The Lowdown: Welcome to Dunkirk, and Hans Zimmer’s illustriously crafted and curated soundtrack for Christopher Nolan’s current Oscar contender. The now-nominated score’s been out for a while, but it’s still a powder keg of creative music-making for movies. As a feature of Nolan’s film, it’s bar none in its layering and execution. An accelerating symphony of ticks, tocks, jolts, melodies, and complimentary effects, Zimmer’s work is like a neurotic, overzealous character in the film. And it sets the mood in a big way.
The Good: After the cacophonous bliss and highs of Interstellar, Zimmer’s tightened things to tense perfection. Dunkirk, an informal, abstract, and quite kinetic war picture gets a best-of-Zimmer treatment, full of ambient noise, muscular orchestration, and the digital sheen that the German composer’s known for. Imagine the familiar booms of Inception and Wagnerian heft of the Dark Knight trilogy being wound to watch-like precision.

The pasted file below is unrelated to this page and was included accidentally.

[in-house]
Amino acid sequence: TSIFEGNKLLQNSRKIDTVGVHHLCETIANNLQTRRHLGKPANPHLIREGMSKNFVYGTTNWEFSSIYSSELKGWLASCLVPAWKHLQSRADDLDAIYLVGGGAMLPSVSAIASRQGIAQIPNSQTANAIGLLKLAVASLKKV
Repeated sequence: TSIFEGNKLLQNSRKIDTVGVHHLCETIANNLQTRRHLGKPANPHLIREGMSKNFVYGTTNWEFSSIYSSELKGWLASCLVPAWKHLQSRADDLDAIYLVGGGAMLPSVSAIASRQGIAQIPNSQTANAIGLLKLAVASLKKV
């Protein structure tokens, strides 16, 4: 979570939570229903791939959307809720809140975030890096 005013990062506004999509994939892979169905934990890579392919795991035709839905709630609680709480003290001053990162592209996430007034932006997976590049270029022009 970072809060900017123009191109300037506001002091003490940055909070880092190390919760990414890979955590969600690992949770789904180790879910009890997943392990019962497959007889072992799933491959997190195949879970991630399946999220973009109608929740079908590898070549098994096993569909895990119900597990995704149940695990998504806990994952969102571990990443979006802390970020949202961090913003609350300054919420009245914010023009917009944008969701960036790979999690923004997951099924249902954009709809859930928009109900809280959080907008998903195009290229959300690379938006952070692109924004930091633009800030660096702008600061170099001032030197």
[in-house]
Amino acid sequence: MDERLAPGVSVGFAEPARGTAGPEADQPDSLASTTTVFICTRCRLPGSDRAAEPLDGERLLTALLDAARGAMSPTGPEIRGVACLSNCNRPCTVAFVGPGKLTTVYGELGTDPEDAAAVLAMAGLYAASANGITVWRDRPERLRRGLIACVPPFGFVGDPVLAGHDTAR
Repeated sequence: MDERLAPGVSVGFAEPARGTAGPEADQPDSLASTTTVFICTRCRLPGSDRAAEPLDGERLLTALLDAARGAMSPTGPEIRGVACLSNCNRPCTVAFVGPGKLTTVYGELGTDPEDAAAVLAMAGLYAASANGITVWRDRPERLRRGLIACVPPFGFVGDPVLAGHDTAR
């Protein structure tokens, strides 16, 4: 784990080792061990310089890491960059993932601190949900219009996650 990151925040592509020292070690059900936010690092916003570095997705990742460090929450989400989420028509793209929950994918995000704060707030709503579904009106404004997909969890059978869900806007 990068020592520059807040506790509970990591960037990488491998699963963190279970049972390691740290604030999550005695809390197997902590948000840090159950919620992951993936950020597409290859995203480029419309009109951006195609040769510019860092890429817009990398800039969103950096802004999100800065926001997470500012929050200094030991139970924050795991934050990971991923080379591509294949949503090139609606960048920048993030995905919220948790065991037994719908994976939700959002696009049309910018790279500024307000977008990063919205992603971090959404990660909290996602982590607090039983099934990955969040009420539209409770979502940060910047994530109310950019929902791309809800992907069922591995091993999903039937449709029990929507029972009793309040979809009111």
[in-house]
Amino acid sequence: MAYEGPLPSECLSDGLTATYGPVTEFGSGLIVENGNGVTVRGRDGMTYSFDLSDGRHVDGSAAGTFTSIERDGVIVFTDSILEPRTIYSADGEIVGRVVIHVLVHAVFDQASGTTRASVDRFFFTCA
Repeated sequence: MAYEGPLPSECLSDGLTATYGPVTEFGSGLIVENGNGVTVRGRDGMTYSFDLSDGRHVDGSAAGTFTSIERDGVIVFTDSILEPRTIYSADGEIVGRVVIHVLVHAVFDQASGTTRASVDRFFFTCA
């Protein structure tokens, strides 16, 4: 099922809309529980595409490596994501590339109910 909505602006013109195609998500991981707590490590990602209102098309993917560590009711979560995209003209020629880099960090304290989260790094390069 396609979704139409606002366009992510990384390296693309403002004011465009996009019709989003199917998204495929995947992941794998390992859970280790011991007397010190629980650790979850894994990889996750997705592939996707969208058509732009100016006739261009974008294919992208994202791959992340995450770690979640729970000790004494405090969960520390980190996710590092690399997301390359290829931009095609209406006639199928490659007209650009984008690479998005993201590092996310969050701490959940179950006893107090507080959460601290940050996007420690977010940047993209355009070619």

The Bad: As solo listening, the Dunkirk might feel uncomfortably brash on its own. Tension headaches and PTSD seem entirely possible when the music’s this ratatat.
The Verdict: The repetitive work of Hans Zimmer and his repository of talented composers and influences makes music that sticks with you, long after the battle’s done.
Essential Tracks: “Home” (Zimmer and Wallfisch), “Supermarine” (Zimmer), “Variation 15 (Dunkirk)” (Wallfisch, Elgar)